Researchers in Bethesda, Maryland, are looking for caregivers and loved ones of troops and veterans with brain injury or post-traumatic stress disorder to join a years-long study on the impact of these injuries on individuals and families.
The Traumatic Brain Injury Center of Excellence, formerly the Defense and Veterans Brain Injury Center, launched the study in 2010 to examine the effects of traumatic brain injury on Iraq and Afghanistan veterans and families.
The study, now in its 13th year, is ongoing and needs caregivers of troops and veterans with traumatic brain injury, those who care for active and former service members with PTSD, and non-caregiver military family members.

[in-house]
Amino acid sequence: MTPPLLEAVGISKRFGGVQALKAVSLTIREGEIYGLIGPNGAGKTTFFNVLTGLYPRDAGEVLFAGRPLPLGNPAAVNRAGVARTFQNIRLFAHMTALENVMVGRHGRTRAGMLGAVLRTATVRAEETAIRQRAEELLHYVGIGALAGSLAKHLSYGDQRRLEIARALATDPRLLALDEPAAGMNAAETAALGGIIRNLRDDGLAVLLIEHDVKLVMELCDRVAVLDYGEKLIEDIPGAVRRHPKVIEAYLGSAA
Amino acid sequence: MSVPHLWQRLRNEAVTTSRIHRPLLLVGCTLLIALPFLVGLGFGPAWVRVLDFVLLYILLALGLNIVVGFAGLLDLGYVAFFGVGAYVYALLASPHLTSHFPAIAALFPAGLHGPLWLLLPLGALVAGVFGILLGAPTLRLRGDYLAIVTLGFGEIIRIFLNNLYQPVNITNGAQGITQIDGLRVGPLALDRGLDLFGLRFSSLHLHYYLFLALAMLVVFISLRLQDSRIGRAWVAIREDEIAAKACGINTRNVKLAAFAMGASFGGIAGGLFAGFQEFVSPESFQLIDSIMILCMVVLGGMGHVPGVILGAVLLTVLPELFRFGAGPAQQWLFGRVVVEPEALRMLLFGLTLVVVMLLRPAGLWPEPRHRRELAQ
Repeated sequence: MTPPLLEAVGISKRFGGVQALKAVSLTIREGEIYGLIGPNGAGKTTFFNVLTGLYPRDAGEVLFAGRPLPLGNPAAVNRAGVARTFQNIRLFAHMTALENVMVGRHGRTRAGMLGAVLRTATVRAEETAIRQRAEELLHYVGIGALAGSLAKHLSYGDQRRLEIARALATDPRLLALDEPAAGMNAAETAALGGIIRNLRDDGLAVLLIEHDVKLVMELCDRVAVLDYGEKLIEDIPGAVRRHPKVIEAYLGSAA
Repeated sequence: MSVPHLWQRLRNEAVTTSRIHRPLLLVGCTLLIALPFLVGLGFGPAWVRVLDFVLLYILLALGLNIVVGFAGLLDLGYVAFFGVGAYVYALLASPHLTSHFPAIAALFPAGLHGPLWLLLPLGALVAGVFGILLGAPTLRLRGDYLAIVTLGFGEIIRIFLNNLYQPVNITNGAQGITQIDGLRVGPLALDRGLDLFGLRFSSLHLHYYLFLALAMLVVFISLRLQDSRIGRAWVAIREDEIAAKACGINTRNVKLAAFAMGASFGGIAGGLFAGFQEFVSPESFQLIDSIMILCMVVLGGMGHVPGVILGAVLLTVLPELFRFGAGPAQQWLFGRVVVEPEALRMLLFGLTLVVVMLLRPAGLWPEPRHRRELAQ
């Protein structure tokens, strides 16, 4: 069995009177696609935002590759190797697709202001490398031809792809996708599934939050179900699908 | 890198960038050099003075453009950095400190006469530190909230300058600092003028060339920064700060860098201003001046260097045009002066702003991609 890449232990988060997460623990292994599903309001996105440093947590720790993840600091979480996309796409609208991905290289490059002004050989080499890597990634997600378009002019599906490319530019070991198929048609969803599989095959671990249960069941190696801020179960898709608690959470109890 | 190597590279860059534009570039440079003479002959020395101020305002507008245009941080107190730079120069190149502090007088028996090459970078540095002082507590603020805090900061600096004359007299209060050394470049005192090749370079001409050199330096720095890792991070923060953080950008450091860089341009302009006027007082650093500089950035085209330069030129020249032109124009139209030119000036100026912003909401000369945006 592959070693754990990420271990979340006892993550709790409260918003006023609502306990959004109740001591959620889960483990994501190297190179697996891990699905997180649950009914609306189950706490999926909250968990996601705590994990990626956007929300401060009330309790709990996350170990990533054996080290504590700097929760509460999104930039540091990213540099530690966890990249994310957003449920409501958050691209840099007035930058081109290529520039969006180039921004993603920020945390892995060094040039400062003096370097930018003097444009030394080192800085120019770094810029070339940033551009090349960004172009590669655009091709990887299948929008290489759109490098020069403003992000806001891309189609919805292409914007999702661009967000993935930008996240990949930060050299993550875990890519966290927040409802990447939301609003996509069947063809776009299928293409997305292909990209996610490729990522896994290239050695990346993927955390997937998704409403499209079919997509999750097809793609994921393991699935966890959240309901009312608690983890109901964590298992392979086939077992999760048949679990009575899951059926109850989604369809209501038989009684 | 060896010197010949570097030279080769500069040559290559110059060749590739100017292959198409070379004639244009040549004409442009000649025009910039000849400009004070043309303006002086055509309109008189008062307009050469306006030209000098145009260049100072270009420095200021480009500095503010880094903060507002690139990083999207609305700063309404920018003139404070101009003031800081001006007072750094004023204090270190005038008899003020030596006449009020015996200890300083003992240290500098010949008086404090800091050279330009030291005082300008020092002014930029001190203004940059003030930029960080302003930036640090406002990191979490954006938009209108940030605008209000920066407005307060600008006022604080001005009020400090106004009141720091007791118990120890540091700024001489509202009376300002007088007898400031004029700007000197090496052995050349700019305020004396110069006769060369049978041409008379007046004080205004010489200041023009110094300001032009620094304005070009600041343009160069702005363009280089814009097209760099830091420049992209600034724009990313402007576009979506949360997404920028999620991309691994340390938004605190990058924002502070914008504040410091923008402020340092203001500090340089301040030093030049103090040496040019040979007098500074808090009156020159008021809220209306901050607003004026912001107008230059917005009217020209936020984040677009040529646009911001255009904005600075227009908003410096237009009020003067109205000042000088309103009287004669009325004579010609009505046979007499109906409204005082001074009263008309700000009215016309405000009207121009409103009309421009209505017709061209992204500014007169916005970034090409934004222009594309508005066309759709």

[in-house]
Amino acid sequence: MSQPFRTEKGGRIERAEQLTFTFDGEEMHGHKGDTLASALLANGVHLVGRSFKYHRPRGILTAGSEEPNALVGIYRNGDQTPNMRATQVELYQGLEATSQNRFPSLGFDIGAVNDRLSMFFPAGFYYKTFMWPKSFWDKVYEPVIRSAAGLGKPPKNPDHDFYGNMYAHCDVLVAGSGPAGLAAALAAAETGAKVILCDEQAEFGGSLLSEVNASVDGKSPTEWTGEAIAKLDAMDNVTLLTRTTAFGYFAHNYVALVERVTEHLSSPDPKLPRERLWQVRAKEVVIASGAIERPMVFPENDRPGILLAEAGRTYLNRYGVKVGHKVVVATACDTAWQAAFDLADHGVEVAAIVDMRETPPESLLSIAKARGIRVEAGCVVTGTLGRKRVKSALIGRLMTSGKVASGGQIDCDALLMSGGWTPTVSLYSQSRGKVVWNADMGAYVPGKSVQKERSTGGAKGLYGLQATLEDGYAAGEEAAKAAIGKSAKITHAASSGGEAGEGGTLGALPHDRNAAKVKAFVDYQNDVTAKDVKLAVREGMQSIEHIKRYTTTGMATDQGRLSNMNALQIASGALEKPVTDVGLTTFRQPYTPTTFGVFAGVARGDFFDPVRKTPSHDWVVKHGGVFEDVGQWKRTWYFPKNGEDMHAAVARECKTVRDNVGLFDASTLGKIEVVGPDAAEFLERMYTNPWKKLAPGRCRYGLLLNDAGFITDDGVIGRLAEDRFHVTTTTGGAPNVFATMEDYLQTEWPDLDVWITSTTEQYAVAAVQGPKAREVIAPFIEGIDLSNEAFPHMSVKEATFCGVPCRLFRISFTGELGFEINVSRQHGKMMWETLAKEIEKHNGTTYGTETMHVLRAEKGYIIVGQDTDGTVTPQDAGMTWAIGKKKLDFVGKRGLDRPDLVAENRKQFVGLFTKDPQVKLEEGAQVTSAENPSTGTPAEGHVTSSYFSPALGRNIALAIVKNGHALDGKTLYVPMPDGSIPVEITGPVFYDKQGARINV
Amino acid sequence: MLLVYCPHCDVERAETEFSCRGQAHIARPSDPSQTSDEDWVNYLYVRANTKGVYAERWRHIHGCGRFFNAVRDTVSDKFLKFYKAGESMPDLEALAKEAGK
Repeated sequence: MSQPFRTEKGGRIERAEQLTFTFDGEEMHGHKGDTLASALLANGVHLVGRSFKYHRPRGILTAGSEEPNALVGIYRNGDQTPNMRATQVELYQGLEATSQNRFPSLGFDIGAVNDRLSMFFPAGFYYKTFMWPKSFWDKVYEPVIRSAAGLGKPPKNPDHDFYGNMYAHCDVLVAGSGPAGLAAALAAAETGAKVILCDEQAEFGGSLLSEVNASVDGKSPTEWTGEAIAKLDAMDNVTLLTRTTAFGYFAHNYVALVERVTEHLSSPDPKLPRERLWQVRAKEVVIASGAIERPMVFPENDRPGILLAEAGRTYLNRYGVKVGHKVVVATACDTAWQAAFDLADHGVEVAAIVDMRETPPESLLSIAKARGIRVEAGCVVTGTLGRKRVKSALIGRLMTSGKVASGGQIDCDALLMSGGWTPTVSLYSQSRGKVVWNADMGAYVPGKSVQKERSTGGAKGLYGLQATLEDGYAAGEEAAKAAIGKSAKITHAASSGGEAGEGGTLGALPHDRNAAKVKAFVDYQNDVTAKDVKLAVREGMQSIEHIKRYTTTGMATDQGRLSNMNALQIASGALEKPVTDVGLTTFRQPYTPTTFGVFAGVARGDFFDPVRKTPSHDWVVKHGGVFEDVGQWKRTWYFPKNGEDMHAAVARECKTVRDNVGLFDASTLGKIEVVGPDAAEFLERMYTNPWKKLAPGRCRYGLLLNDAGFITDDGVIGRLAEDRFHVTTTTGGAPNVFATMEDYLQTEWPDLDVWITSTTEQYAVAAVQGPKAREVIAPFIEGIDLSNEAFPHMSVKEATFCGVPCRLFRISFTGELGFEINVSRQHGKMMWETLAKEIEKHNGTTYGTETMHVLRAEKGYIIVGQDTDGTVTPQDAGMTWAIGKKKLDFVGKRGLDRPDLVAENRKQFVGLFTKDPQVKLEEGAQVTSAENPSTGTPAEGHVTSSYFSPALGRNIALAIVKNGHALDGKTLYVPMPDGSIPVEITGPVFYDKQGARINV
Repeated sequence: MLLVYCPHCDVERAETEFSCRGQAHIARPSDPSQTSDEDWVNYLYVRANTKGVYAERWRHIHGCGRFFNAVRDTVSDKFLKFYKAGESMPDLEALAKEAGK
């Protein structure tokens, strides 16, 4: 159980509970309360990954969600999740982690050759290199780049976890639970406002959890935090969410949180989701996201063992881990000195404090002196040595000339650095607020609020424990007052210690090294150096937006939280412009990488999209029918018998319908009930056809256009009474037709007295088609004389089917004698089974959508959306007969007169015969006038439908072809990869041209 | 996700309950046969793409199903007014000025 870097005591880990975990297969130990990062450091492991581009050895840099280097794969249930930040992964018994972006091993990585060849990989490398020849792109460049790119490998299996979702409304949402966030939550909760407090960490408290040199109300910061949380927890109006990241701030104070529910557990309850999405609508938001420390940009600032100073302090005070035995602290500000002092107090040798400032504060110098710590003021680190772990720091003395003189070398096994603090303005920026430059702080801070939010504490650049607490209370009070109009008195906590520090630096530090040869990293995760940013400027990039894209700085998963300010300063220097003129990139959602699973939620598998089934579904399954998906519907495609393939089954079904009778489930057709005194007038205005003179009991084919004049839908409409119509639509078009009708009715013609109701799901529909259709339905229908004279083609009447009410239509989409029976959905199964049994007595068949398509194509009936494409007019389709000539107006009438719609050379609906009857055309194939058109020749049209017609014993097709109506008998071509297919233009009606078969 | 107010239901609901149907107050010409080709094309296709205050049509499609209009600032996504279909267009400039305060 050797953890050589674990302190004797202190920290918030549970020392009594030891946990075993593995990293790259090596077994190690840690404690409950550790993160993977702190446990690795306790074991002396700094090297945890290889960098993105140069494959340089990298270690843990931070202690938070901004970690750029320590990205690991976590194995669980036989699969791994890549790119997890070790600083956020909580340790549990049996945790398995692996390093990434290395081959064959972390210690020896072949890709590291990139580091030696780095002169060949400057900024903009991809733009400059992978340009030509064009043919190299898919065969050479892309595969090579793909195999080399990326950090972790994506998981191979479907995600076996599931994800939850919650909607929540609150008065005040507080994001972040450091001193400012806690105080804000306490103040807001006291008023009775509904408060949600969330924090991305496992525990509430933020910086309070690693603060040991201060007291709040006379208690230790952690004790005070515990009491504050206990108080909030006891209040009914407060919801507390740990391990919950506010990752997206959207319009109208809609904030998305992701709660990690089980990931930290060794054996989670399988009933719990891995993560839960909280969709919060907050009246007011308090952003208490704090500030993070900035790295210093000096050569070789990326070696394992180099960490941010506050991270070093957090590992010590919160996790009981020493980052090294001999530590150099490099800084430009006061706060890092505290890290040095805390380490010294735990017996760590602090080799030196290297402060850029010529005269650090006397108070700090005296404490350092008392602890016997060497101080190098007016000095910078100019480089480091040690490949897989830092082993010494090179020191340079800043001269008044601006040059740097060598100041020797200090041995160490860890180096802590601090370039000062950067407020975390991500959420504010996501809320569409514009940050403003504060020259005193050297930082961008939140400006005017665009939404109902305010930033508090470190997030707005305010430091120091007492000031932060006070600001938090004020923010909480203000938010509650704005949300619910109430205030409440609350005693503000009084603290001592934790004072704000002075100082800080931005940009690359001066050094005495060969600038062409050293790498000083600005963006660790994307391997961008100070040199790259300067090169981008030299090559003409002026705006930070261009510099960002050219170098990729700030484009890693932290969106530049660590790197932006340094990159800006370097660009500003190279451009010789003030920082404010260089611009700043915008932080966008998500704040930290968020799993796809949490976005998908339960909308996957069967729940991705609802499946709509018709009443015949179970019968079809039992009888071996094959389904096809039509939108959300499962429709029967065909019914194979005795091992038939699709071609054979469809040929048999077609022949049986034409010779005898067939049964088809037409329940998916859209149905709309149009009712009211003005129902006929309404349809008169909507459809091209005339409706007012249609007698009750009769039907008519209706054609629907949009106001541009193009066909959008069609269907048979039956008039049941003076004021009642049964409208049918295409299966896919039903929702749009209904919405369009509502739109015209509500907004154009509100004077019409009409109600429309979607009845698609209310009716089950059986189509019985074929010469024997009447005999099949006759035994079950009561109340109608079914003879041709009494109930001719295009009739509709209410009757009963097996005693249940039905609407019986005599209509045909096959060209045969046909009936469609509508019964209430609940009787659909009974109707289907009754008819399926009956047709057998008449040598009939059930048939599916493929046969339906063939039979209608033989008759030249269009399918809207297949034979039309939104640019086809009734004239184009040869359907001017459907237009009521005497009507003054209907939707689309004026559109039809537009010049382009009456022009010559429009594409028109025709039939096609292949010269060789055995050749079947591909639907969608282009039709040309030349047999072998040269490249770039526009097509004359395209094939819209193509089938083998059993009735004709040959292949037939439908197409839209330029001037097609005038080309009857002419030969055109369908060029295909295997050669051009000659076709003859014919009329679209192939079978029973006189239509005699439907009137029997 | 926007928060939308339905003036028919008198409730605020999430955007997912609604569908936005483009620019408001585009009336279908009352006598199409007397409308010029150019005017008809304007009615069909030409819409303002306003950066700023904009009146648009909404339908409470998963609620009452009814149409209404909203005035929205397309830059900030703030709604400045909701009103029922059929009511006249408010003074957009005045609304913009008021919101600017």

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Since 2000, nearly a half million U.S. troops experienced a brain injury in combat or training, according to the Department of Defense. To date, the Caregiver and Family Member Study has found that the burden of caregiving is associated with physical and psychological distress, disrupted family life and poor sleep, in addition to other unmet health-care needs, according to the researchers, based at the National Intrepid Center of Excellence in Bethesda.
The study also has highlighted that not all caregiver experiences are negative, however. “In fact, some report high levels of satisfaction and resilience and healthy family relationships,” DoD officials wrote in…